Let’s get one thing clear right from the outset. The French are funny about how outsiders pronounce words in their native language. A bit, well, snobbish even. So with that in mind, it’s pronounced ‘Al-peen’, not ‘Al-pine’ and certainly not ‘Al-poine’.
Whether you choose to ignore that little snippet of cultural correctness is up to you. What can’t be ignored is that with this, the Alpine A110, the French have built a cracking mid-engined, rear-wheel-drive sports car, a worthy machine with which to relaunch the brand globally after a 22-year hiatus.
A little history first. Alpine began in 1955 when rally driver Jean Rédélé started building low-volume sports cars. Rédélé was first and foremost a driver, an engineer second. When asked why he chose the name Alpine for his fledgling business, he responded with an answer we can all relate to: “I chose the name Alpine for my company because for me, this is an adjective that epitomises the pleasure of driving on mountain roads. The most fun I ever had behind the wheel was driving through the Alps in my five-speed [Renault] 4 CV, and it was essential for me that my customers should experience this same level of enjoyment in the car I wanted to build. In this respect, the name Alpine is both symbolic and entirely appropriate.”
Since its inception, Alpine’s philosophy has always been about lightweight agility over brute power and force. It’s a philosophy that remains in place today and the result is the car we have on test today.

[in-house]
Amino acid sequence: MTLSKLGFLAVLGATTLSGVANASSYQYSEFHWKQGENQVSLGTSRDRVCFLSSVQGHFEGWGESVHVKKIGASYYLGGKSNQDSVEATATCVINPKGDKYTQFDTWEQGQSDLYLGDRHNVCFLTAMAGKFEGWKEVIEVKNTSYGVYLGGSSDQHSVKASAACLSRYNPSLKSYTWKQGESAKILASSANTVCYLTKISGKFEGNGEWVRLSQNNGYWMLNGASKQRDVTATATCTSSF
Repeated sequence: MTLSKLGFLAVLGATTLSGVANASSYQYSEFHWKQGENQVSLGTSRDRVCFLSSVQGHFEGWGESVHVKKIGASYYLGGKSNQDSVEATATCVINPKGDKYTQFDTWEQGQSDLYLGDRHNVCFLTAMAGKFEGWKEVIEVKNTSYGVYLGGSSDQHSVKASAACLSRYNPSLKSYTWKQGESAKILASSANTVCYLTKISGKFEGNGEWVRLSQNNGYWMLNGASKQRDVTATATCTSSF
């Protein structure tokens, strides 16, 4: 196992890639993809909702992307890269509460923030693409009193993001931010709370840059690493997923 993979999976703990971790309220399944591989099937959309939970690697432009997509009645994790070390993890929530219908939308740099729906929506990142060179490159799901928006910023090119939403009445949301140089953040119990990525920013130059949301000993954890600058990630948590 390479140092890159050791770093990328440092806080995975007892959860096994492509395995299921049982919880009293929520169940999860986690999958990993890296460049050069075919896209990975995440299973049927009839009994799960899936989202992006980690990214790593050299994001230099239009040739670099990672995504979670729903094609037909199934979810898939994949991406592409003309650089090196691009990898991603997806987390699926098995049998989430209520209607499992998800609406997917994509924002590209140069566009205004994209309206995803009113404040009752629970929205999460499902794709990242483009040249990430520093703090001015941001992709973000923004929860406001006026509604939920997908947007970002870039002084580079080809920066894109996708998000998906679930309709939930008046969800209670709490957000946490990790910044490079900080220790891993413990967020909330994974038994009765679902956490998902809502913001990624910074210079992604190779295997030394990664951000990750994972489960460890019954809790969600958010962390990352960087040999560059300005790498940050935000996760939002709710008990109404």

There’s no denying its heritage. It looks like the original Alpine A110 Berlinette and for good reason. That original car, launched in 1962, has become an automotive icon, thanks in large part to its motorsport success including claiming the first-ever World Rally Championship in 1973.
No surprise then, that when Renault decided to relaunch the Alpine brand (which it acquired from Rédélé in 1973) it looked to the original Berlinette for inspiration, both aesthetically and philosophically.
There’s no mistaking the lines of the Alpine A110. Anyone familiar with the original Berlinette will immediately recognise the signature twin front headlights and that distinctive swooping body shape. As an aside, Rédélé drew the original silhouette of the Berlinette on a napkin while having dinner and enjoying a wine. It consisted of a single line. The napkin was handed over to a trainee designer working for Alpine at the time, who added the flourishes and touches that shaped it into the iconic Berlinette. Or so the story goes in the corridors of the company’s Dieppe headquarters.
Today’s iteration, led by head designer Antony Villain (great name!), pays tribute to that original design but, more importantly, has provided a platform for Alpine’s engineers to stay true to the brand’s DNA of making the car lightweight, agile and a pleasure to drive.
Let’s talk about weight. When Renault greenlighted the project back in 2012, the brief to the team of engineers responsible for the A110 was to build a car that weighed just 1100kg. And the end result? The 2018 Alpine Premiere Edition we have on test tips the scales at 1103kg, while the model destined for Australia, the Pure, comes in under the benchmark at just 1080kg. That’s Mazda MX-5 territory, to give it some context.
Alpine’s engineers worked hard to achieve the 1100kg weight limit. Under the A110’s aluminium skin (available in just three colours – blue, white and black) lies an all-aluminium chassis that has been bonded and riveted together, rather than welded, to save weight. Additional savings come via aluminium suspension components, including hollow anti-roll bars as well as a clever – and claimed world-first – parking brake design incorporated into the rear Brembo calipers, representing a weight saving of 2.5kg over a more conventional park brake set-up.